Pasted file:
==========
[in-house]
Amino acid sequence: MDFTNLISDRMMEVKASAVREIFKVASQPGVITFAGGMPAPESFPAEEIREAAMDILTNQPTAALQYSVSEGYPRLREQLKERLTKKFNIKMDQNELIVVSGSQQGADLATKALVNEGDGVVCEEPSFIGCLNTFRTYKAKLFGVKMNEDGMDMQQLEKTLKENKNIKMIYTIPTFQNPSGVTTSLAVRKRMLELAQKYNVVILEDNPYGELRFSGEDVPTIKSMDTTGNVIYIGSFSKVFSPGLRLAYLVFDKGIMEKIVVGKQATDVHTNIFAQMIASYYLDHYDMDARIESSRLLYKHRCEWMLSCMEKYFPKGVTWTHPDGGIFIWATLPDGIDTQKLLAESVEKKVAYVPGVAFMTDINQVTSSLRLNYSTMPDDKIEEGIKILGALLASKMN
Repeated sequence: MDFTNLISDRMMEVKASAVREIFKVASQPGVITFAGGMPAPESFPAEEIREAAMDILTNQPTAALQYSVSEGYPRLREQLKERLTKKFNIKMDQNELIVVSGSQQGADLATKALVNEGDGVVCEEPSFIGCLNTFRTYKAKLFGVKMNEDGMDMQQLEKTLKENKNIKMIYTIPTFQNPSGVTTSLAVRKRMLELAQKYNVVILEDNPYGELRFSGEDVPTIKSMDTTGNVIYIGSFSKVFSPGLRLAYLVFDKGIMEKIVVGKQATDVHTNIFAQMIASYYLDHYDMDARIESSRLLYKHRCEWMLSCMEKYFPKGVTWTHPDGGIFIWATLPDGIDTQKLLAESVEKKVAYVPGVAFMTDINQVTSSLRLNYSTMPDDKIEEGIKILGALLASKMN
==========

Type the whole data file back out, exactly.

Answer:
[in-house]
Amino acid sequence: MDFTNLISDRMMEVKASAVREIFKVASQPGVITFAGGMPAPESFPAEEIREAAMDILTNQPTAALQYSVSEGYPRLREQLKERLTKKFNIKMDQNELIVVSGSQQGADLATKALVNEGDGVVCEEPSFIGCLNTFRTYKAKLFGVKMNEDGMDMQQLEKTLKENKNIKMIYTIPTFQNPSGVTTSLAVRKRMLELAQKYNVVILEDNPYGELRFSGEDVPTIKSMDTTGNVIYIGSFSKVFSPGLRLAYLVFDKGIMEKIVVGKQATDVHTNIFAQMIASYYLDHYDMDARIESSRLLYKHRCEWMLSCMEKYFPKGVTWTHPDGGIFIWATLPDGIDTQKLLAESVEKKVAYVPGVAFMTDINQVTSSLRLNYSTMPDDKIEEGIKILGALLASKMN
Repeated sequence: MDFTNLISDRMMEVKASAVREIFKVASQPGVITFAGGMPAPESFPAEEIREAAMDILTNQPTAALQYSVSEGYPRLREQLKERLTKKFNIKMDQNELIVVSGSQQGADLATKALVNEGDGVVCEEPSFIGCLNTFRTYKAKLFGVKMNEDGMDMQQLEKTLKENKNIKMIYTIPTFQNPSGVTTSLAVRKRMLELAQKYNVVILEDNPYGELRFSGEDVPTIKSMDTTGNVIYIGSFSKVFSPGLRLAYLVFDKGIMEKIVVGKQATDVHTNIFAQMIASYYLDHYDMDARIESSRLLYKHRCEWMLSCMEKYFPKGVTWTHPDGGIFIWATLPDGIDTQKLLAESVEKKVAYVPGVAFMTDINQVTSSLRLNYSTMPDDKIEEGIKILGALLASKMN